Josep Peñuelas


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Widespread decline in winds delayed autumn foliar senescence over high latitudes
Chaoyang Wu, Jian Wang, Philippe Ciais, Josep Peñuelas, Xiaoyang Zhang, Oliver Sonnentag, Feng Tian, Xiaoyue Wang, Huanjiong Wang, Ronggao Liu, Yulan Fu, Quansheng Ge
Proceedings of the National Academy of Sciences, Volume 118, Issue 16

The high northern latitudes (>50°) experienced a pronounced surface stilling (i.e., decline in winds) with climate change. As a drying factor, the influences of changes in winds on the date of autumn foliar senescence (DFS) remain largely unknown and are potentially important as a mechanism explaining the interannual variability of autumn phenology. Using 183,448 phenological observations at 2,405 sites, long-term site-scale water vapor and carbon dioxide flux measurements, and 34 y of satellite greenness data, here we show that the decline in winds is significantly associated with extended DFS and could have a relative importance comparable with temperature and precipitation effects in contributing to the DFS trends. We further demonstrate that decline in winds reduces evapotranspiration, which results in less soil water losses and consequently more favorable growth conditions in late autumn. In addition, declining winds also lead to less leaf abscission damage which could delay leaf senescence and to a decreased cooling effect and therefore less frost damage. Our results are potentially useful for carbon flux modeling because an improved algorithm based on these findings projected overall widespread earlier DFS than currently expected by the end of this century, contributing potentially to a positive feedback to climate.


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Global vegetation biomass production efficiency constrained by models and observations
Yue He, Shushi Peng, Yongwen Liu, Xiangyi Li, Kai Wang, Philippe Ciais, M. Altaf Arain, Yuanyuan Fang, Joshua B. Fisher, Daniel Goll, D. J. Hayes, D. N. Huntzinger, Akihiko Ito, Atul K. Jain, Ivan A. Janssens, Jiafu Mao, Matteo Campioli, A. M. Michalak, Changhui Peng, Josep Peñuelas, Benjamin Poulter, Dahe Qin, Daniel M. Ricciuto, Kevin Schaefer, Christopher R. Schwalm, Xiaoying Shi, Hanqin Tian, Sara Vicca, Yaxing Wei, Ning Zeng, Qiuan Zhu
Global Change Biology, Volume 26, Issue 3

Plants use only a fraction of their photosynthetically derived carbon for biomass production (BP). The biomass production efficiency (BPE), defined as the ratio of BP to photosynthesis, and its variation across and within vegetation types is poorly understood, which hinders our capacity to accurately estimate carbon turnover times and carbon sinks. Here, we present a new global estimation of BPE obtained by combining field measurements from 113 sites with 14 carbon cycle models. Our best estimate of global BPE is 0.41 ± 0.05, excluding cropland. The largest BPE is found in boreal forests (0.48 ± 0.06) and the lowest in tropical forests (0.40 ± 0.04). Carbon cycle models overestimate BPE, although models with carbon-nitrogen interactions tend to be more realistic. Using observation-based estimates of global photosynthesis, we quantify the global BP of non-cropland ecosystems of 41 ± 6 Pg C/year. This flux is less than net primary production as it does not contain carbon allocated to symbionts, used for exudates or volatile carbon compound emissions to the atmosphere. Our study reveals a positive bias of 24 ± 11% in the model-estimated BP (10 of 14 models). When correcting models for this bias while leaving modeled carbon turnover times unchanged, we found that the global ecosystem carbon storage change during the last century is decreased by 67% (or 58 Pg C).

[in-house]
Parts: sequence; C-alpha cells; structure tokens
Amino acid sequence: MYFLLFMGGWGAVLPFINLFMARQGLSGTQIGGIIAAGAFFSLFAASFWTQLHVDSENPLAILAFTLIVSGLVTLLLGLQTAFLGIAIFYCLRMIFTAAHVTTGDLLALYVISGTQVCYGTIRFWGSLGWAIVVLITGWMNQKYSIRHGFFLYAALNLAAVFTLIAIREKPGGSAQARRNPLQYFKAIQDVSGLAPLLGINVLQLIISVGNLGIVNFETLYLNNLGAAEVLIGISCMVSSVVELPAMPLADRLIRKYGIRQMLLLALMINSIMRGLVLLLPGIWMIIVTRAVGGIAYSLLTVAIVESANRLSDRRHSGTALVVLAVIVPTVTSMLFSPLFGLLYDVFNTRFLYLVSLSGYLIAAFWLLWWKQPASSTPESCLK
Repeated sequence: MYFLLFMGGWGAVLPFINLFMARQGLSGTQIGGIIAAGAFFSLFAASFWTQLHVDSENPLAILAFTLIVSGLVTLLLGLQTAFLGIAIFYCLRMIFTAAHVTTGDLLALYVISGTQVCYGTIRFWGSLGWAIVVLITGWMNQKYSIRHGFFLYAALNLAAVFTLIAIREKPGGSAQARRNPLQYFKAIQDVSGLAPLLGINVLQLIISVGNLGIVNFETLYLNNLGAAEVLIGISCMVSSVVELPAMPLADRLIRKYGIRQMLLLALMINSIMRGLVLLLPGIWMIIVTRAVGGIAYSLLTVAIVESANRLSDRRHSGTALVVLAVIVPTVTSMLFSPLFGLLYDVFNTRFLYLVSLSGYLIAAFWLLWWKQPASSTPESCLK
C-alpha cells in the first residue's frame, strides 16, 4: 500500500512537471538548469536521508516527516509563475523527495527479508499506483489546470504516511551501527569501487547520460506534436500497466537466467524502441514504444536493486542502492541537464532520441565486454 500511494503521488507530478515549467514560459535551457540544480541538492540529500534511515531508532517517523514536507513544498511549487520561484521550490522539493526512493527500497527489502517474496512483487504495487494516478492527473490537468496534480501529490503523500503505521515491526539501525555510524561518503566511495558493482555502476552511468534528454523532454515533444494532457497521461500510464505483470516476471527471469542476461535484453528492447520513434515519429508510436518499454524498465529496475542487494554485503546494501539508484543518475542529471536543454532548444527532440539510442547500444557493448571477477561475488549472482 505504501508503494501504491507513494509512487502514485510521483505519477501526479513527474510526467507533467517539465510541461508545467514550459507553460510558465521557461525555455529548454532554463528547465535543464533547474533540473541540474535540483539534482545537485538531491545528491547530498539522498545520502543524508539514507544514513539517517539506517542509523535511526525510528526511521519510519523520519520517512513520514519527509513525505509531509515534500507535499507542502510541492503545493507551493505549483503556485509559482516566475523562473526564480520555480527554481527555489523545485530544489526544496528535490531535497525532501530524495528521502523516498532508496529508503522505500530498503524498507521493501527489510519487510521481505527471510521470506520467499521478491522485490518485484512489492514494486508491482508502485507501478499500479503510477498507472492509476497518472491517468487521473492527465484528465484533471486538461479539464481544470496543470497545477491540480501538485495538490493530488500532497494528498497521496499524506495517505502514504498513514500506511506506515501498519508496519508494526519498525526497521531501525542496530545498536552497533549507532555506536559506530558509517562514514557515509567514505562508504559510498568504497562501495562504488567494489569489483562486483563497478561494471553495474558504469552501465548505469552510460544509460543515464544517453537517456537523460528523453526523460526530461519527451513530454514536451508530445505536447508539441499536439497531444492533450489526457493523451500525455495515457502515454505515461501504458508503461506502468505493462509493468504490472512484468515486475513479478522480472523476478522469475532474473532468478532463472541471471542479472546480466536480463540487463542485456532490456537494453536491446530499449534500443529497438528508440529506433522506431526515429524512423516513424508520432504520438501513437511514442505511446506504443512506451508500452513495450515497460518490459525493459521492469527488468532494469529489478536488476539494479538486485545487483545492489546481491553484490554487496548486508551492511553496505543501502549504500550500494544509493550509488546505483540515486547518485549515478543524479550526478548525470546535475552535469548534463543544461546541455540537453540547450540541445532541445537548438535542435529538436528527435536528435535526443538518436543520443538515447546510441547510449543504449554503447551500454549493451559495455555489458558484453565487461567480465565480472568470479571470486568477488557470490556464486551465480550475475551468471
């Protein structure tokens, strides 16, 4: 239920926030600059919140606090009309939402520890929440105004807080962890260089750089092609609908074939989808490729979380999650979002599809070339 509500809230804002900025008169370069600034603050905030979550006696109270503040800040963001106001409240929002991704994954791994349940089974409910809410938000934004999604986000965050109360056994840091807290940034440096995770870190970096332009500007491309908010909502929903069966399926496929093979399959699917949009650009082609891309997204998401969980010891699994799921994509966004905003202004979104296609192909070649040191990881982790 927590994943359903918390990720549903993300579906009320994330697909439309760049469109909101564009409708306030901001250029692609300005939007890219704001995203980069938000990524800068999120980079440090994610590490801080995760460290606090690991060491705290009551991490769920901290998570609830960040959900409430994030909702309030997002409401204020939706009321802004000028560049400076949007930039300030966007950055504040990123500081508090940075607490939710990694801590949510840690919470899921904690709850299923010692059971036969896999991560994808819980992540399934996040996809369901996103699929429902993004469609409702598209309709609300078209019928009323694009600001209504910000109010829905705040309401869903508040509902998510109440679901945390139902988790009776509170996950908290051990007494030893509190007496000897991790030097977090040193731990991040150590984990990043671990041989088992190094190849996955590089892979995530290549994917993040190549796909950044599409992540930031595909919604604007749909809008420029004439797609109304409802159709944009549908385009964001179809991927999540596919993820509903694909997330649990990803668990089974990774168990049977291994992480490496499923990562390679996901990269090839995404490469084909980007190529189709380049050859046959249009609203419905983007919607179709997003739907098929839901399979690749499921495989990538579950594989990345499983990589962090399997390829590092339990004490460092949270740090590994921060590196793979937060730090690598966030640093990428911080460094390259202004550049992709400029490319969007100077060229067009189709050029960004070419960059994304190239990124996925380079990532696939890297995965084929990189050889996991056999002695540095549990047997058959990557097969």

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Field-experiment constraints on the enhancement of the terrestrial carbon sink by CO2 fertilization
Yongwen Liu, Shilong Piao, Thomas Gasser, Philippe Ciais, Hui Yang, Han Wang, Trevor F. Keenan, Mengtian Huang, Shiqiang Wan, Jian Song, Kai Wang, Ivan A. Janssens, Josep Peñuelas, Chris Huntingford, Xuhui Wang, M. Altaf Arain, Yuanyuan Fang, Joshua B. Fisher, Maoyi Huang, D. N. Huntzinger, Akihiko Ito, Atul K. Jain, Jiafu Mao, A. M. Michalak, Changhui Peng, Benjamin Poulter, Christopher R. Schwalm, Xiaoying Shi, Hanqin Tian, Yaxing Wei, Ning Zeng, Qiuan Zhu, Tao Wang
Nature Geoscience, Volume 12, Issue 10

Clarifying how increased atmospheric CO2 concentration (eCO2) contributes to accelerated land carbon sequestration remains important since this process is the largest negative feedback in the coupled carbon–climate system. Here, we constrain the sensitivity of the terrestrial carbon sink to eCO2 over the temperate Northern Hemisphere for the past five decades, using 12 terrestrial ecosystem models and data from seven CO2 enrichment experiments. This constraint uses the heuristic finding that the northern temperate carbon sink sensitivity to eCO2 is linearly related to the site-scale sensitivity across the models. The emerging data-constrained eCO2 sensitivity is 0.64 ± 0.28 PgC yr−1 per hundred ppm of eCO2. Extrapolating worldwide, this northern temperate sensitivity projects the global terrestrial carbon sink to increase by 3.5 ± 1.9 PgC yr−1 for an increase in CO2 of 100 ppm. This value suggests that CO2 fertilization alone explains most of the observed increase in global land carbon sink since the 1960s. More CO2 enrichment experiments, particularly in boreal, arctic and tropical ecosystems, are required to explain further the responsible processes. The northern temperate carbon sink is estimated to increase by 0.64 PgC each year for each increase in atmospheric CO2 concentrations by 100 ppm, suggests an analysis of data from field experiments at 7 sites constraints.